In order to determine eligibility of accommodations as mandated under the ADA, CCCUA requires the student to provide objective evidence that verifies that the student’s condition meets the definition of “disability” under current laws and identifies functional limitations in regards to academics. Temporary accommodations MAY BE PROVIDED at the counselor’s discretion for up to one semester if a student is in the process of obtaining current documentation.
The requirement of documentation serves two purposes:
- Documentation establishes protection from discrimination.
- Documentation assists in determining the reasonable accommodations to which the student may be entitled. Documentation for this purpose must establish both the presence of a disability AND provide adequate information regarding the possible functional impact of the disability on academic endeavors in order to identify effective accommodations.
Acceptable sources of documentation for substantiating a student’s disability and request for particular accommodations can take a variety of forms:
Primary Documentation: Student’s Self-Report: The student is a vital source of information regarding how he or she may be “limited by impairment.” A student’s narrative of his or her experience of disability, barriers, and effective and ineffective accommodations is an important tool which, when structured by interview or questionnaire and interpreted, may be sufficient for establishing disability and a need for accommodation.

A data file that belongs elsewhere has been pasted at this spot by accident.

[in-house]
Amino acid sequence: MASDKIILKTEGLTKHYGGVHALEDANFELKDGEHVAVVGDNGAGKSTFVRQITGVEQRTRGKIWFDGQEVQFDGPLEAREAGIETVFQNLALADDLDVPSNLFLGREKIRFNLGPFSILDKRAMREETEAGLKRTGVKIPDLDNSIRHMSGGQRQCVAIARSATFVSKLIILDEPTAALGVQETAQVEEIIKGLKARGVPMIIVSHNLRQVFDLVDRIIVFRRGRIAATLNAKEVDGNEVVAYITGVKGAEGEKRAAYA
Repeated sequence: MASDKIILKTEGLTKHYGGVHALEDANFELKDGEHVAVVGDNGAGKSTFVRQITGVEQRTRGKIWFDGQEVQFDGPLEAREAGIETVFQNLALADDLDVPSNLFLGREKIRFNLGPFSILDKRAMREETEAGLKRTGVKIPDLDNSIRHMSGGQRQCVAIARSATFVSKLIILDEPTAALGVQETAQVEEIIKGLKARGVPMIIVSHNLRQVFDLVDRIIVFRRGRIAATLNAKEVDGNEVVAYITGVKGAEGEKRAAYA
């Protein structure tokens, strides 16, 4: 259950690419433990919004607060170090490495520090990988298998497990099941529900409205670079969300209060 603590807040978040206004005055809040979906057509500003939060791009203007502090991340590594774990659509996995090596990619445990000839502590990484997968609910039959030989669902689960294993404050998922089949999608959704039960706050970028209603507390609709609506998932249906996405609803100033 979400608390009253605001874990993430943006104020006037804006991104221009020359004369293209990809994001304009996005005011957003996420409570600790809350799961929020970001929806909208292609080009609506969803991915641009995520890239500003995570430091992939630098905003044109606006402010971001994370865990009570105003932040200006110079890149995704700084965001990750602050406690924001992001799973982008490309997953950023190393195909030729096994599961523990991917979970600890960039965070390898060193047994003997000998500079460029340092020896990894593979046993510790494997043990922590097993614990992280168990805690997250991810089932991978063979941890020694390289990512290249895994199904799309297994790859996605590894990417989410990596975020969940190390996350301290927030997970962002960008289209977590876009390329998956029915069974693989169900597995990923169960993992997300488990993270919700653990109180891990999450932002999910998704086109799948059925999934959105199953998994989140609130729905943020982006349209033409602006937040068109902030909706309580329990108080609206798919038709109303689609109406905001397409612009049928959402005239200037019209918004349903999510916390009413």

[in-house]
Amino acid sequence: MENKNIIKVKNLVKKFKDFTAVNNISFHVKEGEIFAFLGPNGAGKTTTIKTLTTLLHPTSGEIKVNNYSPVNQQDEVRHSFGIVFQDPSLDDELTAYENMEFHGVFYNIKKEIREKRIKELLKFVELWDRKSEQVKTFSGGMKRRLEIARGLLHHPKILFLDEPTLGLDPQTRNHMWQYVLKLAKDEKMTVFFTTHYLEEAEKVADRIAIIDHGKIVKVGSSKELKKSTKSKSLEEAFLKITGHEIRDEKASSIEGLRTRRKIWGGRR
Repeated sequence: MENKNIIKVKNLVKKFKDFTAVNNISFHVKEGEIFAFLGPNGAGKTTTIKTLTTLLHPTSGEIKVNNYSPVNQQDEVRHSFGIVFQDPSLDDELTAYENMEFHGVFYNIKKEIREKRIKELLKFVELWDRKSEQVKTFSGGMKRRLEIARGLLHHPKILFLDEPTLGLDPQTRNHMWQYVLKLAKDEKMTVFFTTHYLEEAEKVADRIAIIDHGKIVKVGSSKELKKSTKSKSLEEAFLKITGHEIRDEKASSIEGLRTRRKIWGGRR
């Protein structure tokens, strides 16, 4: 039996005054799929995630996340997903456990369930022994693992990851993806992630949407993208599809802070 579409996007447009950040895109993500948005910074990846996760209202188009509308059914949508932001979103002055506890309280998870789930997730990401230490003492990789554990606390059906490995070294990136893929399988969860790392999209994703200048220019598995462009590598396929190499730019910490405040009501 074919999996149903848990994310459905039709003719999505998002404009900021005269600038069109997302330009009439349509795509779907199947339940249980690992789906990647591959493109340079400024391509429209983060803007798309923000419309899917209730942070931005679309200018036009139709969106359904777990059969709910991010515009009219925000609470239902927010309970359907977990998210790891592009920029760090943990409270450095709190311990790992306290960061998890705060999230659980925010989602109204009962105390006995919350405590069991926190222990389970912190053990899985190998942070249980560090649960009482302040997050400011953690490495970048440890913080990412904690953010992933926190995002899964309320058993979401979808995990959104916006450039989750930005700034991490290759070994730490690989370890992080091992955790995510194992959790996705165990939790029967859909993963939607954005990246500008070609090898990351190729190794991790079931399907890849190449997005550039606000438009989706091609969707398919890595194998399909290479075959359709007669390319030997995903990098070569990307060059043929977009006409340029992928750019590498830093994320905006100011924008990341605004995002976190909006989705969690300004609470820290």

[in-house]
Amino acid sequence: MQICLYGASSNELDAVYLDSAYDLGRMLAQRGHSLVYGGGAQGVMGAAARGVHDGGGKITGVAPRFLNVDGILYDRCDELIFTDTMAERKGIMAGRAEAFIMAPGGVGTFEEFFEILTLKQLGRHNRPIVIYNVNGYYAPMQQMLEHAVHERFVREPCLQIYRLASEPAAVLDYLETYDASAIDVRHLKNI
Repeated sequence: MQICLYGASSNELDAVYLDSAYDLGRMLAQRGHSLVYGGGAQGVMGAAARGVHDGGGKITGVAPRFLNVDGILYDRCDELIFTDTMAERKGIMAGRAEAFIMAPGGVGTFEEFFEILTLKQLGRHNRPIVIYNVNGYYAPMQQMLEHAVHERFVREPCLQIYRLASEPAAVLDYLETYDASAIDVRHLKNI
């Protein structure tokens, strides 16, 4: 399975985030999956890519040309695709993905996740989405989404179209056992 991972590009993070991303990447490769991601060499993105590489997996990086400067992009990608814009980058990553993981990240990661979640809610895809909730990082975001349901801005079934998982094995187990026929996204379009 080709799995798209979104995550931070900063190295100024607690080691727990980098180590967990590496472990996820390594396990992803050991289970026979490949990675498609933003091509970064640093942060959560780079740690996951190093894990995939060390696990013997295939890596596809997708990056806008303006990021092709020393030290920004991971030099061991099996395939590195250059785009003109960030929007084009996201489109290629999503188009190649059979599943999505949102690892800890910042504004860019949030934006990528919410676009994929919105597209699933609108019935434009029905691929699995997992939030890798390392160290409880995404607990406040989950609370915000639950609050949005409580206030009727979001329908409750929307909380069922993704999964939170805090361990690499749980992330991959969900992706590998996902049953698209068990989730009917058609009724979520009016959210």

Secondary Documentation: Observation and Interaction: The impressions and conclusions formed by higher education disability professionals during interviews and conversations with students or in evaluating the effectiveness of previously implemented or provisional accommodations are important forms of documentation. Experienced disability professionals should feel comfortable using their observations of students’ language, performance, and strategies as an appropriate tool in validating student narrative and self-report.
Tertiary documentation: Information From External or Third Parties: Documentation from external sources may include educational or medical records, reports and assessments created by health care providers, school psychologists, teachers, or the educational system. This information is inclusive of documents that reflect education and accommodation history, such as Individual Education Program (IEP), Summary of Performance (SOP), and teacher observations. External documentation will vary in its relevance and value depending on the original context, credentials of the evaluator, the level of detail provided, and the comprehensiveness of the narrative. However, all forms of documentation are meaningful and should be mined for pertinent information.